The NMA staff spends a lot of time responding to media requests. Everyone from local radio reporters to network news correspondents contact us looking for quotes, comments or background information on a variety of driving-related stories. Recently, we’ve seen an uptick in national media interest in red-light cameras.
Three major networks, NBC, Fox and CBS, have run feature stories on red-light cameras in the last few months (see the links below). The NBC and Fox pieces included extensive input from the NMA, even though our on-air presence was minimal. And while we would have preferred greater visibility for the NMA, it’s more important to counter the pro-camera propaganda machine.
In general, the coverage has been fairly balanced, and perhaps even tilted slightly in our favor. We’ll take this as a victory, given the vast public relations resources available to the camera companies and their partners in the insurance industry and government.
The message that cameras have nothing to do with safety and everything to do with money is starting to sink in. Consider a recent piece from Wall Street Journal columnist Holman W. Jenkins, Jr., titled The Answer is a Longer Yellow. The title alone tells you that mainstream media outlets are starting to acknowledge the inherently corrupt nature of red-light cameras.
Jenkins uses the ongoing Redflex Chicago bribery scandal to condemn ethically challenged public officials who hop into bed with profit-seeking private companies—all at the public’s expense. He insightfully links the short-yellow-light scam to what he calls “the most insidious form of taxation of all: speed limits themselves.” We couldn’t have said it better ourselves.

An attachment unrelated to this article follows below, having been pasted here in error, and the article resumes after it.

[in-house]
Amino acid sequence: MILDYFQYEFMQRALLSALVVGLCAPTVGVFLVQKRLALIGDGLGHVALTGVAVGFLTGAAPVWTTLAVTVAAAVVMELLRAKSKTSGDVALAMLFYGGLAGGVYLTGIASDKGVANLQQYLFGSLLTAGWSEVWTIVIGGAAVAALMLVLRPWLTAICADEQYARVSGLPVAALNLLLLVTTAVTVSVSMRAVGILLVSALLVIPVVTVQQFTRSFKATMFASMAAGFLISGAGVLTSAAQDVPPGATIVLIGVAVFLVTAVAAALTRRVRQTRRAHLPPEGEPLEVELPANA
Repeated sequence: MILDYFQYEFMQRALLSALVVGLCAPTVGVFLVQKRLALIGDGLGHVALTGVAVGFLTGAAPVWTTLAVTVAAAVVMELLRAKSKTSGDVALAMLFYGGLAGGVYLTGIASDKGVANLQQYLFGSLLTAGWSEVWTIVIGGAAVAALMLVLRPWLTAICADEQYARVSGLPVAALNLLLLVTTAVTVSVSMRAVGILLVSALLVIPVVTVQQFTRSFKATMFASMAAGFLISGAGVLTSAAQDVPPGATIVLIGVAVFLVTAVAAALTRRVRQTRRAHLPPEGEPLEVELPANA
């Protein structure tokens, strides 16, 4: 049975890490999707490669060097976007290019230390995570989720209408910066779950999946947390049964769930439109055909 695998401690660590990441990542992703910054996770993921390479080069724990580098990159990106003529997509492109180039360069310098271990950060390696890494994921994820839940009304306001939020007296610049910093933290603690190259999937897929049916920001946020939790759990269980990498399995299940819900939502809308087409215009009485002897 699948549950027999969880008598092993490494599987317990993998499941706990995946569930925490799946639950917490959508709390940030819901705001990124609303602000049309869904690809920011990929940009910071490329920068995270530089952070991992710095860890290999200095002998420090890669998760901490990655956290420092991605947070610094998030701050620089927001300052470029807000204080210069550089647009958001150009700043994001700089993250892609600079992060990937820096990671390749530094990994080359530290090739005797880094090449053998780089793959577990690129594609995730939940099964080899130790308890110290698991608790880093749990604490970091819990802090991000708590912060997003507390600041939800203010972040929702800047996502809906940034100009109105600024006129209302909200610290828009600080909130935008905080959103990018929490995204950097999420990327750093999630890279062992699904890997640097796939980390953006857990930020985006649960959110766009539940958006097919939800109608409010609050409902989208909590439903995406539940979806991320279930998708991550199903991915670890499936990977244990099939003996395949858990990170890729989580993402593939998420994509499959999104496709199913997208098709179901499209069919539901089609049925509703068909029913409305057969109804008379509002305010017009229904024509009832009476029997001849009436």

The column points out that red-light cameras only thrive when motorists are put at a disadvantage (in the form of short yellow lights and aggressive enforcement of right-turn-on-red). This reflects a deeper understanding of the issues and is something the NMA has been talking about for years.
But here’s the irony: The NMA had no direct input on the WSJ story. And we’re OK with that. The facts about red-light cameras speak for themselves, and thoughtful observers, like Jenkins, are starting to pay attention.
Public backlash against red-light cameras already had Redflex in its heels. Company profits for the last half of 2012 were cut in half, and the firm experienced a net loss of 47 camera installations. Let’s hope the increased media scrutiny hastens its implosion.